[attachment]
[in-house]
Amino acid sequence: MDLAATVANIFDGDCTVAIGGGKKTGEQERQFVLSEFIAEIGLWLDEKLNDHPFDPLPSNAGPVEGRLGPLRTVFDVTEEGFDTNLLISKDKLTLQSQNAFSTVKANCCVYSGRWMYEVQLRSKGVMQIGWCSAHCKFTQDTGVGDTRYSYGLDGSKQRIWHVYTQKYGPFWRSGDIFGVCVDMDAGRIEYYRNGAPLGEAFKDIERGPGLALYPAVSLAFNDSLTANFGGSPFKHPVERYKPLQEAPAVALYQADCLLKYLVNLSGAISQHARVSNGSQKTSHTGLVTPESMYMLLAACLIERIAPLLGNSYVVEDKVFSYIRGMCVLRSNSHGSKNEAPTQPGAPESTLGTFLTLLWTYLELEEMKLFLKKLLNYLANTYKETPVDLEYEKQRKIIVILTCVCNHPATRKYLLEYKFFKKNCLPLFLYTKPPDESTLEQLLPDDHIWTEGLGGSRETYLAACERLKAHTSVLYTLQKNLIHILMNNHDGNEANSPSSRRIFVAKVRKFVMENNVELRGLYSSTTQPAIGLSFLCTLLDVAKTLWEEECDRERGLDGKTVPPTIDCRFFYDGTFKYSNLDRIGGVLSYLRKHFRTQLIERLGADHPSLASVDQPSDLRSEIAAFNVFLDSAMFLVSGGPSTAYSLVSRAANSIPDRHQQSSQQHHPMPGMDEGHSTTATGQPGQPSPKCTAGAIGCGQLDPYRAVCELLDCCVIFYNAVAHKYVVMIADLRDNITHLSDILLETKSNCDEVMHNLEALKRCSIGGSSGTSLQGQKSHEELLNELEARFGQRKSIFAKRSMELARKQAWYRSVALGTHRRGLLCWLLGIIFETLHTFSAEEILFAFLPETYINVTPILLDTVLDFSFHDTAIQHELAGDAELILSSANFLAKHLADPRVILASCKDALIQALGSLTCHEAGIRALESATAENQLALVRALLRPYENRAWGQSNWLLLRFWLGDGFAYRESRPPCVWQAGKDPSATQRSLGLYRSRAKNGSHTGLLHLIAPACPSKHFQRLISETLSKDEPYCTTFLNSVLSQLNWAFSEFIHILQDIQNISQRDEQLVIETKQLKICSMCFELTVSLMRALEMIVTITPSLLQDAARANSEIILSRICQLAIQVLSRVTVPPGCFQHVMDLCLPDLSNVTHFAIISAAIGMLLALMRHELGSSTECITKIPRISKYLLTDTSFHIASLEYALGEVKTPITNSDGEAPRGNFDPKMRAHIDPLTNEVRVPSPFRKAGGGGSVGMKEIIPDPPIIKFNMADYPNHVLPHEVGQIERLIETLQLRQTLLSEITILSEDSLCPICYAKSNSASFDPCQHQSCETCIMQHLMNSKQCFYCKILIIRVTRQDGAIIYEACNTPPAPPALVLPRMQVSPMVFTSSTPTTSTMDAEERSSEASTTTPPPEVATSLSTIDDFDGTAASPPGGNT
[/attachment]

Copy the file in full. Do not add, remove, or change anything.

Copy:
[in-house]
Amino acid sequence: MDLAATVANIFDGDCTVAIGGGKKTGEQERQFVLSEFIAEIGLWLDEKLNDHPFDPLPSNAGPVEGRLGPLRTVFDVTEEGFDTNLLISKDKLTLQSQNAFSTVKANCCVYSGRWMYEVQLRSKGVMQIGWCSAHCKFTQDTGVGDTRYSYGLDGSKQRIWHVYTQKYGPFWRSGDIFGVCVDMDAGRIEYYRNGAPLGEAFKDIERGPGLALYPAVSLAFNDSLTANFGGSPFKHPVERYKPLQEAPAVALYQADCLLKYLVNLSGAISQHARVSNGSQKTSHTGLVTPESMYMLLAACLIERIAPLLGNSYVVEDKVFSYIRGMCVLRSNSHGSKNEAPTQPGAPESTLGTFLTLLWTYLELEEMKLFLKKLLNYLANTYKETPVDLEYEKQRKIIVILTCVCNHPATRKYLLEYKFFKKNCLPLFLYTKPPDESTLEQLLPDDHIWTEGLGGSRETYLAACERLKAHTSVLYTLQKNLIHILMNNHDGNEANSPSSRRIFVAKVRKFVMENNVELRGLYSSTTQPAIGLSFLCTLLDVAKTLWEEECDRERGLDGKTVPPTIDCRFFYDGTFKYSNLDRIGGVLSYLRKHFRTQLIERLGADHPSLASVDQPSDLRSEIAAFNVFLDSAMFLVSGGPSTAYSLVSRAANSIPDRHQQSSQQHHPMPGMDEGHSTTATGQPGQPSPKCTAGAIGCGQLDPYRAVCELLDCCVIFYNAVAHKYVVMIADLRDNITHLSDILLETKSNCDEVMHNLEALKRCSIGGSSGTSLQGQKSHEELLNELEARFGQRKSIFAKRSMELARKQAWYRSVALGTHRRGLLCWLLGIIFETLHTFSAEEILFAFLPETYINVTPILLDTVLDFSFHDTAIQHELAGDAELILSSANFLAKHLADPRVILASCKDALIQALGSLTCHEAGIRALESATAENQLALVRALLRPYENRAWGQSNWLLLRFWLGDGFAYRESRPPCVWQAGKDPSATQRSLGLYRSRAKNGSHTGLLHLIAPACPSKHFQRLISETLSKDEPYCTTFLNSVLSQLNWAFSEFIHILQDIQNISQRDEQLVIETKQLKICSMCFELTVSLMRALEMIVTITPSLLQDAARANSEIILSRICQLAIQVLSRVTVPPGCFQHVMDLCLPDLSNVTHFAIISAAIGMLLALMRHELGSSTECITKIPRISKYLLTDTSFHIASLEYALGEVKTPITNSDGEAPRGNFDPKMRAHIDPLTNEVRVPSPFRKAGGGGSVGMKEIIPDPPIIKFNMADYPNHVLPHEVGQIERLIETLQLRQTLLSEITILSEDSLCPICYAKSNSASFDPCQHQSCETCIMQHLMNSKQCFYCKILIIRVTRQDGAIIYEACNTPPAPPALVLPRMQVSPMVFTSSTPTTSTMDAEERSSEASTTTPPPEVATSLSTIDDFDGTAASPPGGNT